How Iberian are we? Mediterranean climate determines structure and endemicity of spider communities in Iberian oak forests

Malumbres-Olarte, J., Crespo, L.C., Domènech, M., Cardoso, P., Moya-Laraño, J., Ribera, C. & Arnedo, M.A. (2020) How Iberian are we? Mediterranean climate determines structure and endemicity of spider communities in Iberian oak forests.

Biodiversity and Conservation, 29, 3973-3996. DOI:10.1007/s10531-020-02058-7 (IF2020 3,549; Q1 Biodiversity Conservation)
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  • Oct, 2020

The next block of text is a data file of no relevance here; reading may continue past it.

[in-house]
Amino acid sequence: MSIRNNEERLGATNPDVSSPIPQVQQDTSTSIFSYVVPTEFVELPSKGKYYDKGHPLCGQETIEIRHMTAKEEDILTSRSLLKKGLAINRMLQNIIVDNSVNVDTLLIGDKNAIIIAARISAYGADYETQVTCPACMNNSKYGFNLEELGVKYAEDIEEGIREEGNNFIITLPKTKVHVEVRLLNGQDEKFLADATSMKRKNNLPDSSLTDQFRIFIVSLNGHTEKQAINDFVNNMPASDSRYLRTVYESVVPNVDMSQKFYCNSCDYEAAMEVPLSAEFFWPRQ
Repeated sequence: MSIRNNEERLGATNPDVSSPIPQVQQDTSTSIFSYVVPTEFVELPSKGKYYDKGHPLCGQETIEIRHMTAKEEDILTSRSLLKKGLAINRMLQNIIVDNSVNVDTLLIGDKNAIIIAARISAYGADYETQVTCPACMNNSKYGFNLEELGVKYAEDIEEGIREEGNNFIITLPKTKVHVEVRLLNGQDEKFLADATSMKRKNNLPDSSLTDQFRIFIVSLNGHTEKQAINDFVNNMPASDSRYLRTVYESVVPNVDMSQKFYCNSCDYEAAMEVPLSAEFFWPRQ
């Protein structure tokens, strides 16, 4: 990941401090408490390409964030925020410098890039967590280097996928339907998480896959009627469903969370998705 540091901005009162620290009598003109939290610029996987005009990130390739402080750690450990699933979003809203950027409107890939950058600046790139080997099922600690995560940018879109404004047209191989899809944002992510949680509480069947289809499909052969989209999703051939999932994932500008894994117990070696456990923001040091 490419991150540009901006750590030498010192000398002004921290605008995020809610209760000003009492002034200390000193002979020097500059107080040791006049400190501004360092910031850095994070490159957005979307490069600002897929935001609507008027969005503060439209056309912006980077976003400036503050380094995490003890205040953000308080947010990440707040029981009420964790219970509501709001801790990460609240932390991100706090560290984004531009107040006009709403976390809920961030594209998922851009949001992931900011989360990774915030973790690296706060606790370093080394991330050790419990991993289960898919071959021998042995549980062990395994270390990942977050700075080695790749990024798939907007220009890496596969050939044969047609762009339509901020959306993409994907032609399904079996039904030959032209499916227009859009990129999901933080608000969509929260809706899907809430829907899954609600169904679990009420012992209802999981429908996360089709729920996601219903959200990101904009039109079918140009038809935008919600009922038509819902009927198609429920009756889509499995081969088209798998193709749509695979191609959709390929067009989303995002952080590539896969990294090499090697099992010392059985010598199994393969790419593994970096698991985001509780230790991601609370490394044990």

Understanding the causes behind species richness and endemicity is fundamental to explain biodiversity and assist conservation management, especially in biodiversity hotspots like the Mediterranean Basin. Here we investigate the patterns in Iberian forest spider communities and the processes behind their assembly, by testing hypotheses about the effects of climate and habitat on species richness, endemicity and structure of communities at different spatial scales, and about how microhabitat and dispersal affect the level of endemicity of species. We studied 16 spider communities in Iberian Quercus forests from different climatic zones, applying a standardised sampling protocol. We examined the contribution of habitat, climate, and geography to the differences in the composition of spider communities across spatial scales using distance-based redundancy analysis models (dbRDA) and principal coordinates of neighbour matrices (PCNM). We assessed the effects of the same variables on the endemicity of communities (measured by a weighted index), and tested the correlation between the microhabitat and the ballooning frequency (obtained from bibliography), and the endemicity of species through generalised linear models. Spider communities formed two groups—one southern and one northern—based on similarity in species composition. Precipitation and temperature were inversely related with the number of species while geography and forest type explained the compositional similarities between communities at different spatial scales. Endemicity of communities increased with temperature and decreased with precipitation, whereas species endemicity decreased with ballooning frequency. Our findings illustrate how niche-related processes may drive spider diversity while dispersal determines species distribution and identity and, ultimately, community composition. From a conservation viewpoint, when maximising species richness is incompatible with prioritising endemicity, the criteria to follow may depend on the geographic scale at which decisions are made.